Stan Brakhage, Metaphors on Vision, edited by P. Adams Sitney. New York: Anthology Film Archives and Light Industry, 2017. 212 pages.

    IN THE INTERVIEW with P. Adams Sitney that opens Metaphors on Vision, a collection of essays first published as the Fall 1963 issue of Film Culture, Stan Brakhage rejects the suicide that ends his 1958 film Anticipation of the Night, seeing it as too bound up in the dramatic conventions he would subsequently seek to excise from his practice. Leaving behind such psychodrama, he set out on a quest to find filmic realization for the adventure of vision itself.

    There

  • “Tacita Dean: Landscape”

    “Landscape” is one of a trio of genre-themed exhibitions Dean will present in London this spring, as part of an unprecedented collaboration between three major institutions. (The National Portrait Gallery will focus, unsurprisingly, on Dean’s portraiture, and the National Gallery will show her still lifes.) Dean’s landscapes span disparate materials—chalk drawings, films, gouache on found postcards—but a beguiling interest in the contingent and the ephemeral is found throughout the artist’s extensive engagement with the genre. At the Royal

  • Erika Balsom

    1 TONSLER PARK (Kevin Jerome Everson) The quotidian and the historic converge in a Charlottesville, Virginia, polling station on the day of the last presidential election. A careful study of people at work, positioned at the intersection of race and politics. This is the cinema we need.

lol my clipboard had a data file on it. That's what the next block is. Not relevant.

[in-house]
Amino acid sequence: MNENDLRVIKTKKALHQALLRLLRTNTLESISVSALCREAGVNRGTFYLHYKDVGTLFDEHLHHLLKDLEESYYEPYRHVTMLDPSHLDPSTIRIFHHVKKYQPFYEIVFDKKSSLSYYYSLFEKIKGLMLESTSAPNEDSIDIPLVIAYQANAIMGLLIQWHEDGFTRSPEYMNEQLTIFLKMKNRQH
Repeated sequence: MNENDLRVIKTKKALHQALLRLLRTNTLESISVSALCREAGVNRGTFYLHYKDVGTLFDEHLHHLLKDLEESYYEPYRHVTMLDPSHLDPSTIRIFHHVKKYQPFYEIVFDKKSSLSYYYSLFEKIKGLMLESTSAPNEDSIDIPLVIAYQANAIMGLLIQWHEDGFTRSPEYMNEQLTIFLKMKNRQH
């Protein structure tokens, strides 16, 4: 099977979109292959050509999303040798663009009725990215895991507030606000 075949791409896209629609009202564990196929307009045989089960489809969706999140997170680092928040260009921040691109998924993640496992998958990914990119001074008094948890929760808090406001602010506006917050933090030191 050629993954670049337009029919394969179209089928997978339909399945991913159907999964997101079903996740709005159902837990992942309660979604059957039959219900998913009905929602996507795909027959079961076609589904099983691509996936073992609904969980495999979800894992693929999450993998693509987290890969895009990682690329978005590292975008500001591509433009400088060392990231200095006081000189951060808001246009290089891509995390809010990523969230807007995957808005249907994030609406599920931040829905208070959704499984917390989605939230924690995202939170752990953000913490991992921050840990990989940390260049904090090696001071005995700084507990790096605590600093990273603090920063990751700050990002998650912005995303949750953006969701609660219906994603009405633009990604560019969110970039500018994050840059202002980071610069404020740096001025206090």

2 BY THE TIME IT GETS DARK (Anocha Suwichakornpong) Forget the comparisons to Apichatpong Weerasethakul: They are too easy and fail to do justice to this kaleidoscopic, confounding film. Image-making, history, and enchantment intertwine in a highly original work.

    3 THE HUMAN SURGE (Eduardo Williams) Across

  • HISTORICAL PROJECTIONS: THE ART OF ROSA BARBA

    LAST YEAR, sales of vinyl records reached a twenty-five-year high—up 53 percent from 2015—and sales of e-books fell for the second year running, with their print counterparts gaining in popularity. Startling as these developments may seem, neither should come as a surprise to those who have watched obsolete technologies make their way into the gallery in recent years. In the midst of the second machine age—an era of relentless digitization and automation—we have become obsessed with reasserting the value of tactile encounters that stand obstinately outside networks of electronic